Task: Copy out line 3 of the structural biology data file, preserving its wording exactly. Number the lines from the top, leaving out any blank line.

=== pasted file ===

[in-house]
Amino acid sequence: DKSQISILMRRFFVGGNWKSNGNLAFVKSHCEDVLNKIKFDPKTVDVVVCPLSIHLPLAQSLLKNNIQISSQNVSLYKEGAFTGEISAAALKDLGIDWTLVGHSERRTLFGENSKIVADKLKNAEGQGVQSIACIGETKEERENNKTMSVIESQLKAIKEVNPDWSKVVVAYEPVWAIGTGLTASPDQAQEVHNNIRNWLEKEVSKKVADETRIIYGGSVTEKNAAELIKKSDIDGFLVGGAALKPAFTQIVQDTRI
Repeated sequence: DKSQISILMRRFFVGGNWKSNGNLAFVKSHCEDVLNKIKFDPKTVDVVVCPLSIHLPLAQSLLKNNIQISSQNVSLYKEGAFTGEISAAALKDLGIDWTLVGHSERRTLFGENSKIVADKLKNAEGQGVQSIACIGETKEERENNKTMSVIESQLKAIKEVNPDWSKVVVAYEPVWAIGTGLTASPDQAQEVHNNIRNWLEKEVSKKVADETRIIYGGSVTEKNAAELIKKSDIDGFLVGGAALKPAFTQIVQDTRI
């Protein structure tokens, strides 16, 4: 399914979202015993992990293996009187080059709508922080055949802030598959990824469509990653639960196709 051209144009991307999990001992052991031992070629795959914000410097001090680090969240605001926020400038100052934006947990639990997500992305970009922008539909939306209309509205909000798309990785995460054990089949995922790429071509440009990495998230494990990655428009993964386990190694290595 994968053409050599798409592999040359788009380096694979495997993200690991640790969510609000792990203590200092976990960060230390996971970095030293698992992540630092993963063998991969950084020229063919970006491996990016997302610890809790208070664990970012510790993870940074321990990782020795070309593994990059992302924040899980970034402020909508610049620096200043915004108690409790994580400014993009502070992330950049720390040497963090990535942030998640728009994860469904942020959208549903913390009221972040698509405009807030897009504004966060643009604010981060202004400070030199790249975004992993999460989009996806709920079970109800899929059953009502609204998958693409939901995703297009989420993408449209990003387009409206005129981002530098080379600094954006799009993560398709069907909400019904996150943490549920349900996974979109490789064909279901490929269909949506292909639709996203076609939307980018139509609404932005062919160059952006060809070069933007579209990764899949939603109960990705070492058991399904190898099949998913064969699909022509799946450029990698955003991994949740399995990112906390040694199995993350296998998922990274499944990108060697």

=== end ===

Repeated sequence: DKSQISILMRRFFVGGNWKSNGNLAFVKSHCEDVLNKIKFDPKTVDVVVCPLSIHLPLAQSLLKNNIQISSQNVSLYKEGAFTGEISAAALKDLGIDWTLVGHSERRTLFGENSKIVADKLKNAEGQGVQSIACIGETKEERENNKTMSVIESQLKAIKEVNPDWSKVVVAYEPVWAIGTGLTASPDQAQEVHNNIRNWLEKEVSKKVADETRIIYGGSVTEKNAAELIKKSDIDGFLVGGAALKPAFTQIVQDTRI